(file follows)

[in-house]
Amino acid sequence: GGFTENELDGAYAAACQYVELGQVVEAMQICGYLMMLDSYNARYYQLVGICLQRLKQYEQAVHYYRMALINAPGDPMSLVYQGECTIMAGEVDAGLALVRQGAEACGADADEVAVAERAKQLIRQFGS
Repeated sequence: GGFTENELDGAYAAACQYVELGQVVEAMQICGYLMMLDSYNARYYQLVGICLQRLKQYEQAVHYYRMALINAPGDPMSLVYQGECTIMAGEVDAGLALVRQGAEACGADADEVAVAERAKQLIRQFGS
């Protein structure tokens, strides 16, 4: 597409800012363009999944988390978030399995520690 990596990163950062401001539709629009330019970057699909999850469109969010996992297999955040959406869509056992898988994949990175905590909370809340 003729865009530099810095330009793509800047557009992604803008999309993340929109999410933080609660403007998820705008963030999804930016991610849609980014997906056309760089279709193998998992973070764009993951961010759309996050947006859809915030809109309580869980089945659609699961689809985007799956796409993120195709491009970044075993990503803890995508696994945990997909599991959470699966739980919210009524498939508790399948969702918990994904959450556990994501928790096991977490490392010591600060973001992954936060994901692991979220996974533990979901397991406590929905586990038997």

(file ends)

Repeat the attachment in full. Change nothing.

[in-house]
Amino acid sequence: GGFTENELDGAYAAACQYVELGQVVEAMQICGYLMMLDSYNARYYQLVGICLQRLKQYEQAVHYYRMALINAPGDPMSLVYQGECTIMAGEVDAGLALVRQGAEACGADADEVAVAERAKQLIRQFGS
Repeated sequence: GGFTENELDGAYAAACQYVELGQVVEAMQICGYLMMLDSYNARYYQLVGICLQRLKQYEQAVHYYRMALINAPGDPMSLVYQGECTIMAGEVDAGLALVRQGAEACGADADEVAVAERAKQLIRQFGS
């Protein structure tokens, strides 16, 4: 597409800012363009999944988390978030399995520690 990596990163950062401001539709629009330019970057699909999850469109969010996992297999955040959406869509056992898988994949990175905590909370809340 003729865009530099810095330009793509800047557009992604803008999309993340929109999410933080609660403007998820705008963030999804930016991610849609980014997906056309760089279709193998998992973070764009993951961010759309996050947006859809915030809109309580869980089945659609699961689809985007799956796409993120195709491009970044075993990503803890995508696994945990997909599991959470699966739980919210009524498939508790399948969702918990994904959450556990994501928790096991977490490392010591600060973001992954936060994901692991979220996974533990979901397991406590929905586990038997």